J2.6 Bulk Scattering Properties of Ice Clouds at Visible Through Far-Infrared Wavelengths

Wednesday, 12 July 2006: 2:45 PM
Ballroom AD (Monona Terrace Community and Convention Center)
Bryan A. Baum, NASA/LaRC, Madison, WI; and P. Yang and A. J. Heymsfield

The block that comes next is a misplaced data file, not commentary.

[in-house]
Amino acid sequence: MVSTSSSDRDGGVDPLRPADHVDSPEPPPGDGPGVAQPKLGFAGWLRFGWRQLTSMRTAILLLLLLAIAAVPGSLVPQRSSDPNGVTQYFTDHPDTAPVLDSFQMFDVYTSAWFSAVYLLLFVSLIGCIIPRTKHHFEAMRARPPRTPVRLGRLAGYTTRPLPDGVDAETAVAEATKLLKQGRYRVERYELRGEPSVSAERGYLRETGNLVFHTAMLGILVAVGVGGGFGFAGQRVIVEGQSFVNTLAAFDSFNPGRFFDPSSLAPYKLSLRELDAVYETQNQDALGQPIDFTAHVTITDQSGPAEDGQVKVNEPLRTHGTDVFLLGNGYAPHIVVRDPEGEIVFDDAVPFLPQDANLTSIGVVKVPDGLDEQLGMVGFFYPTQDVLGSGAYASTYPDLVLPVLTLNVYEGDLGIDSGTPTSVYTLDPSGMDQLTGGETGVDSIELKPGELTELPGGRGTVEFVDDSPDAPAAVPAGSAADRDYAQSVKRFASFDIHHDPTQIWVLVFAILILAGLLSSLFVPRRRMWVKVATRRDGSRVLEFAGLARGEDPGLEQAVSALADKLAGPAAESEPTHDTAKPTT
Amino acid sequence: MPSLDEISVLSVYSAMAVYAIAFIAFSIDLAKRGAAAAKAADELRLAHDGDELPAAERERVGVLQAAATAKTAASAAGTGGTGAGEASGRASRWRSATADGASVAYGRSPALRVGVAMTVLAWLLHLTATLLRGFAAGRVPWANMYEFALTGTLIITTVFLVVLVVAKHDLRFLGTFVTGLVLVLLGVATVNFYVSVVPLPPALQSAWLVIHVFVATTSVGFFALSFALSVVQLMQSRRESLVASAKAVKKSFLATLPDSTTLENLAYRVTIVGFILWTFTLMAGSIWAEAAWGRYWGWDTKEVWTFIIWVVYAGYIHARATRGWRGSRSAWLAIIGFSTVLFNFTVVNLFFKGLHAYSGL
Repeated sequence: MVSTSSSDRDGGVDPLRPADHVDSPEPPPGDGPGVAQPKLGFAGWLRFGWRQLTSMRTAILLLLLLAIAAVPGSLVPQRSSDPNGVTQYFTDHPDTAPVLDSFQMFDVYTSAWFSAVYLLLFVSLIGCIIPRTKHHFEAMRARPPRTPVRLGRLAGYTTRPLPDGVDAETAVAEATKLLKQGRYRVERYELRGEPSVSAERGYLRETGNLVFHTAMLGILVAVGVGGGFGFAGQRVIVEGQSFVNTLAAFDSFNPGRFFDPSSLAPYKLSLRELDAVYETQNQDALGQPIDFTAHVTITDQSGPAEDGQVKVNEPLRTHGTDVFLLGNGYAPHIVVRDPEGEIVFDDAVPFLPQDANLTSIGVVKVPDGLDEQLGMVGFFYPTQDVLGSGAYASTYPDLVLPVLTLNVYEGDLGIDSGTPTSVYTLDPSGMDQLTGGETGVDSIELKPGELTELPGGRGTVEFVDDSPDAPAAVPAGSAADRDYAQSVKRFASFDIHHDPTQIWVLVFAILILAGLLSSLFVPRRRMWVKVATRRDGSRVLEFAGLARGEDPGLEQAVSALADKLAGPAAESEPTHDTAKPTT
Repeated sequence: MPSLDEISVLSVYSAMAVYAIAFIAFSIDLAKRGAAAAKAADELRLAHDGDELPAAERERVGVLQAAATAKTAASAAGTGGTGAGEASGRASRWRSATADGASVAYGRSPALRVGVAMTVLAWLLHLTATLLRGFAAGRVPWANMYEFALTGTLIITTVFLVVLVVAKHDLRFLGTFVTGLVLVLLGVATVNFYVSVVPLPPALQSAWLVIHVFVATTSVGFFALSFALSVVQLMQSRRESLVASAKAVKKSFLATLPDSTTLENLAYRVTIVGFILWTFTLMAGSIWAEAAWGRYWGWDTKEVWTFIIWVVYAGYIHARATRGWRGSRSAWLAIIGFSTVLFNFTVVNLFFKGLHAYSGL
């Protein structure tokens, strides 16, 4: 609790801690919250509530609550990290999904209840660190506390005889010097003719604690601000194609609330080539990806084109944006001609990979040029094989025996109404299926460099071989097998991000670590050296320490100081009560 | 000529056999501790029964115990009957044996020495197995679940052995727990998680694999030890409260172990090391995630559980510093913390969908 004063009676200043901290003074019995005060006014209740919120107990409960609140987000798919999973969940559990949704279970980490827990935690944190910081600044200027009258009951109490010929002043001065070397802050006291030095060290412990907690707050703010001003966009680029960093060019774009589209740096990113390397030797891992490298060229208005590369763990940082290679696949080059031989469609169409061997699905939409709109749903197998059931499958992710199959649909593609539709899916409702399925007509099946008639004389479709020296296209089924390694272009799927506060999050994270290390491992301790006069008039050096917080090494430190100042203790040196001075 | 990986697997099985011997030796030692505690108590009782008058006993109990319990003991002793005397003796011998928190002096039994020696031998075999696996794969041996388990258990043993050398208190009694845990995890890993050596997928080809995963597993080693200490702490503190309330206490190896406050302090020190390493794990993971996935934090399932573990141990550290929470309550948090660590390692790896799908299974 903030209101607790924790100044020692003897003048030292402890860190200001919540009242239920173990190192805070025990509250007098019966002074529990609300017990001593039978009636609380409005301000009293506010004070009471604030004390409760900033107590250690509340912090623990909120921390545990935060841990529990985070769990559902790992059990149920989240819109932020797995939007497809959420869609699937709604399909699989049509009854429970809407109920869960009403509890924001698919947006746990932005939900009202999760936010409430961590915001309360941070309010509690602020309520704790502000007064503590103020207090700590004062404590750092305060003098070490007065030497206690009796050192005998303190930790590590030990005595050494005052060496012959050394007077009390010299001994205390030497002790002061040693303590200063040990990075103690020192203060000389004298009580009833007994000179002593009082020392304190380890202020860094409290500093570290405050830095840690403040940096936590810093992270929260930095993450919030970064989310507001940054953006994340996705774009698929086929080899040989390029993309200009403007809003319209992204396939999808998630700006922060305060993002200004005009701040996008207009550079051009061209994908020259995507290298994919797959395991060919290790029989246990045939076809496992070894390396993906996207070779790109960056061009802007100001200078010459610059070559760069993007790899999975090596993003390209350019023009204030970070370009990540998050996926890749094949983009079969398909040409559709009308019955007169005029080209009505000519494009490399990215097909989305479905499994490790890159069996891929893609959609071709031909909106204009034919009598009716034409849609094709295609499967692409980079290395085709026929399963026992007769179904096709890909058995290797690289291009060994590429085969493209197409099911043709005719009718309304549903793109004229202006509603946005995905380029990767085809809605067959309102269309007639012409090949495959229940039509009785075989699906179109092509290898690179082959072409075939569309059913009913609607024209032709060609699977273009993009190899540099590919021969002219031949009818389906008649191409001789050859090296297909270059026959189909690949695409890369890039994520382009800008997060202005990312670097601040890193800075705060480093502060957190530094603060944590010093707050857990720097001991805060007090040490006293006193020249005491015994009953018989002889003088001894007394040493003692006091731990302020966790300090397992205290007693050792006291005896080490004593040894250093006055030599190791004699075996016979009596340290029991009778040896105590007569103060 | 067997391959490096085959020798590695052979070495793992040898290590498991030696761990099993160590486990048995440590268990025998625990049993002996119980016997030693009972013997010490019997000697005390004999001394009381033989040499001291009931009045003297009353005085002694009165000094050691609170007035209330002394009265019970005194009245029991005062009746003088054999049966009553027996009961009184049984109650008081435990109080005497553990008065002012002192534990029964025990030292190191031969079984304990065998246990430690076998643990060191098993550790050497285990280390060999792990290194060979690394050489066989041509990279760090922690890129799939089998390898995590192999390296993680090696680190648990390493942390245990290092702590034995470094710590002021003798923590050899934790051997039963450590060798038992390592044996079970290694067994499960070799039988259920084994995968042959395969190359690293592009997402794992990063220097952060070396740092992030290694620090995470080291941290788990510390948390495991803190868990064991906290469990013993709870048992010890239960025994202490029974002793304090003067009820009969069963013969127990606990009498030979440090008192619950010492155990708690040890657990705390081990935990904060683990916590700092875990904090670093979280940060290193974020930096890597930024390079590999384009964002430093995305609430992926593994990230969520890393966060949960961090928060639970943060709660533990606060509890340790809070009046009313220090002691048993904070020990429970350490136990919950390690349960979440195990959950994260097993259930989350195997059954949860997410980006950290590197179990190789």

This study reports on the development of ice cloud bulk scattering properties for use in remote sensing applications and numerical models. While the primary focus is to develop band-averaged models appropriate for use by various satellite imagers such as the Moderate Resolution Imaging Spectroradiometer (MODIS), the work has been extended to provide high-resolution spectral models from 100 to 3250 cm-1 that are appropriate for use by infrared spectrometers such as the Atmospheric Infrared Sounder (AIRS). Additionally, models have been developed at 144 individual wavelengths (i.e., not averaged over a spectral response function) between 0.4 and 2.2 μm. The microphysical data consist of a set of 1117 particle size distributions collected in five different field campaigns and includes sampling of both midlatitude and tropical cirrus. Libraries of scattering properties have been derived for ice particles with maximum dimensions ranging from 2 to 9500 μm and at wavelengths from 0.4 to 100 μm. Ice particle habits include droxtals, hexagonal plates, solid columns, hollow columns, aggregates, and 3-D bullet rosettes. The scattering properties include single scattering albedo, asymmetry factor, absorption and extinction cross sections, extinction efficiency, and scattering phase function. One advantage of these models is that analyses involving multiple instruments can be performed using scattering models that have been developed using consistent methodology. We report on the derivation of the scattering models and some of their applications in remote sensing studies of ice clouds.
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